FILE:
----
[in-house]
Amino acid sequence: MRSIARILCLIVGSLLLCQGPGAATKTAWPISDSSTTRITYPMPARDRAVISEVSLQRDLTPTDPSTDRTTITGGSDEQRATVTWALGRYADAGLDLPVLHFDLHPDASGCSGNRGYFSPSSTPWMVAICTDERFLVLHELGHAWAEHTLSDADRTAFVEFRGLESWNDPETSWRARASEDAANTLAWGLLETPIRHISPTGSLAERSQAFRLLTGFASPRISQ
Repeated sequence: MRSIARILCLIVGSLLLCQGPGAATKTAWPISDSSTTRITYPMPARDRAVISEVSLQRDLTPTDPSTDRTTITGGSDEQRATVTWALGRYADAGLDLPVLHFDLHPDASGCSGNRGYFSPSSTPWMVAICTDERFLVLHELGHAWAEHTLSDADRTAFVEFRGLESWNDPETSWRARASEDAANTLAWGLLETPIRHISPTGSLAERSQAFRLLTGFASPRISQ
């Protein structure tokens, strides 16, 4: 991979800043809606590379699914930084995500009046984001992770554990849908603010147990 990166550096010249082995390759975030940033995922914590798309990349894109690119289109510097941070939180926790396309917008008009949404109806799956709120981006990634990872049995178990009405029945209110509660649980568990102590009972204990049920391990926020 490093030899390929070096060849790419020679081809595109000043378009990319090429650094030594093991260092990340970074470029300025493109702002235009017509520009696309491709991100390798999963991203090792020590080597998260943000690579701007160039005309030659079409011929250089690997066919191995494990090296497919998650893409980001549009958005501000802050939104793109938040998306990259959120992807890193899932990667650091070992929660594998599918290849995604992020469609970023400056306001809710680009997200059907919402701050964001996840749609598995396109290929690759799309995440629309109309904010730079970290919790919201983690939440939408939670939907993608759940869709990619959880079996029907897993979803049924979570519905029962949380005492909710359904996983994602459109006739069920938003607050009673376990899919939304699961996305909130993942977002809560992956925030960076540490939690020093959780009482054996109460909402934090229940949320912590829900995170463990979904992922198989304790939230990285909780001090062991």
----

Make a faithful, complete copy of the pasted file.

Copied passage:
[in-house]
Amino acid sequence: MRSIARILCLIVGSLLLCQGPGAATKTAWPISDSSTTRITYPMPARDRAVISEVSLQRDLTPTDPSTDRTTITGGSDEQRATVTWALGRYADAGLDLPVLHFDLHPDASGCSGNRGYFSPSSTPWMVAICTDERFLVLHELGHAWAEHTLSDADRTAFVEFRGLESWNDPETSWRARASEDAANTLAWGLLETPIRHISPTGSLAERSQAFRLLTGFASPRISQ
Repeated sequence: MRSIARILCLIVGSLLLCQGPGAATKTAWPISDSSTTRITYPMPARDRAVISEVSLQRDLTPTDPSTDRTTITGGSDEQRATVTWALGRYADAGLDLPVLHFDLHPDASGCSGNRGYFSPSSTPWMVAICTDERFLVLHELGHAWAEHTLSDADRTAFVEFRGLESWNDPETSWRARASEDAANTLAWGLLETPIRHISPTGSLAERSQAFRLLTGFASPRISQ
């Protein structure tokens, strides 16, 4: 991979800043809606590379699914930084995500009046984001992770554990849908603010147990 990166550096010249082995390759975030940033995922914590798309990349894109690119289109510097941070939180926790396309917008008009949404109806799956709120981006990634990872049995178990009405029945209110509660649980568990102590009972204990049920391990926020 490093030899390929070096060849790419020679081809595109000043378009990319090429650094030594093991260092990340970074470029300025493109702002235009017509520009696309491709991100390798999963991203090792020590080597998260943000690579701007160039005309030659079409011929250089690997066919191995494990090296497919998650893409980001549009958005501000802050939104793109938040998306990259959120992807890193899932990667650091070992929660594998599918290849995604992020469609970023400056306001809710680009997200059907919402701050964001996840749609598995396109290929690759799309995440629309109309904010730079970290919790919201983690939440939408939670939907993608759940869709990619959880079996029907897993979803049924979570519905029962949380005492909710359904996983994602459109006739069920938003607050009673376990899919939304699961996305909130993942977002809560992956925030960076540490939690020093959780009482054996109460909402934090229940949320912590829900995170463990979904992922198989304790939230990285909780001090062991």